And then came the photos.  Zorin didn’t have a chance.

I also included the fictionalized version from the film Thirteen Days.  It isn’t that fictionalized, as the dialogue in the UN is almost verbatim from the real thing.  These are both gems to use with your students.  They illustrate how delicate and complex foreign policy can be–yet incredibly direct when we’re in the right.

At the very least, it shows a time when both Republicans and Democrats can conduct foreign policy with a pair of brass ones.


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This Day in History 9/28: The Importance of the Norman Conquest

Bayeux_Tapestry_WillelmDuxSince when did a spat among clans of Saxons and Vikings have such an impact on world history?

Today we commemorate such a family feud.  On this day in 1066, William II, Duke of Normandy–also known as “the Conqueror” or “the Bastard”–invaded England on a quest to seize the throne from the sitting monarch Harold Godwinson.  The ensuing climactic struggle, the Battle of Hastings, would have far-reaching effects on both English and European history.  It is an effect that touches all our lives today, including our students.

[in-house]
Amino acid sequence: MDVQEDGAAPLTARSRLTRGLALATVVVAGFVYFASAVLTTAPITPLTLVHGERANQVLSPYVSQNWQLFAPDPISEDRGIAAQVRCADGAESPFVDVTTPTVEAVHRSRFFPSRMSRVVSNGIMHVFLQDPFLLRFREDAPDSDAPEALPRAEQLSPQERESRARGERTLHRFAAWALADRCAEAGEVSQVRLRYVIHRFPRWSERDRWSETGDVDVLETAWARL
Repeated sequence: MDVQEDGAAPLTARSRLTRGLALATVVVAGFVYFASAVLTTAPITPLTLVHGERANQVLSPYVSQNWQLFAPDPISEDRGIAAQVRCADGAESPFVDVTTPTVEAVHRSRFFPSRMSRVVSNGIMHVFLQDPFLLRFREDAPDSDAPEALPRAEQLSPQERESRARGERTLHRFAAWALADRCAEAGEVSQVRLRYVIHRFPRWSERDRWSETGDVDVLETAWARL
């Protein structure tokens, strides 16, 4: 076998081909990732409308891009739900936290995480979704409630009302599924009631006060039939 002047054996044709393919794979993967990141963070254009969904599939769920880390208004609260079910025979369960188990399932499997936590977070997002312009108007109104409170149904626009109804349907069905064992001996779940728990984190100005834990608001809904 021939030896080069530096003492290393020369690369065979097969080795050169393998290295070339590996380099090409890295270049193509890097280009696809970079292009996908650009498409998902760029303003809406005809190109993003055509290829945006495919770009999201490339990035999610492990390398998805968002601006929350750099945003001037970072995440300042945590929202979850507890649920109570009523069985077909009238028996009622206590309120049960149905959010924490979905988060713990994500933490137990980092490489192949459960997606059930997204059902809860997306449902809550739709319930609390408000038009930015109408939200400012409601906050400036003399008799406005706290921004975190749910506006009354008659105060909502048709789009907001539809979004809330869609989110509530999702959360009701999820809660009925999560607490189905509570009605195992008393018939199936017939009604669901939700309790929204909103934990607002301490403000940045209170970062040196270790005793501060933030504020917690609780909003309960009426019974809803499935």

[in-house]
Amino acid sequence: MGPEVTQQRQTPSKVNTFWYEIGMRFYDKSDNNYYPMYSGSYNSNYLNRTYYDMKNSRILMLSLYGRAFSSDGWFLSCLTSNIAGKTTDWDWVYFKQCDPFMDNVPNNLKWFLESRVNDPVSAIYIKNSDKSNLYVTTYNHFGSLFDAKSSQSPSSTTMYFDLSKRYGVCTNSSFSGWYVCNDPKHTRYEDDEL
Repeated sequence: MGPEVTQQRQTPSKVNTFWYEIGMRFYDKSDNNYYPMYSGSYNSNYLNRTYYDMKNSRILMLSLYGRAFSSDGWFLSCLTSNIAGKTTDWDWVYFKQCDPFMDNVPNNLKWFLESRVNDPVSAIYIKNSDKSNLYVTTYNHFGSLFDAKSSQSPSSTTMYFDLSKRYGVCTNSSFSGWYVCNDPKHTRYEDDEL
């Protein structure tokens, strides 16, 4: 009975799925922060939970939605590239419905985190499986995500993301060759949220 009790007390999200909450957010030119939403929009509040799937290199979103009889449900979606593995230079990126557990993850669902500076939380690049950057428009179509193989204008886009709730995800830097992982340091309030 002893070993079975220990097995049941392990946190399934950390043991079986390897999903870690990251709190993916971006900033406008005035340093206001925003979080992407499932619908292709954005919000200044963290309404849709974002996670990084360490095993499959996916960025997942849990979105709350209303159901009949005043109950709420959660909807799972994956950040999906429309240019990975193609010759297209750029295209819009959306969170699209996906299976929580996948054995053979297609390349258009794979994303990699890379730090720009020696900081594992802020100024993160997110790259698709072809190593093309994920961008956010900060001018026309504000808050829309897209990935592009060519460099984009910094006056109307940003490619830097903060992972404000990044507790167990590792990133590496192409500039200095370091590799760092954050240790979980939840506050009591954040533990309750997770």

The problem is an interesting one for students of monarchs and dynastic succession: how do you settle a dynastic dispute with a monarchy that does not have a straight succession?  England’s monarchy was not based on heredity, but rather selected through the Witenagemot, the assembly of nobles and clergy that advised English kings since the 800s.  When Edward “the Confessor” died in 1066, the Witenagemot respected Edward’s wishes and selected Harold Godwinson, Earl of Wessex, as King of England.

Yet a number of foreign nobles were of a different opinion.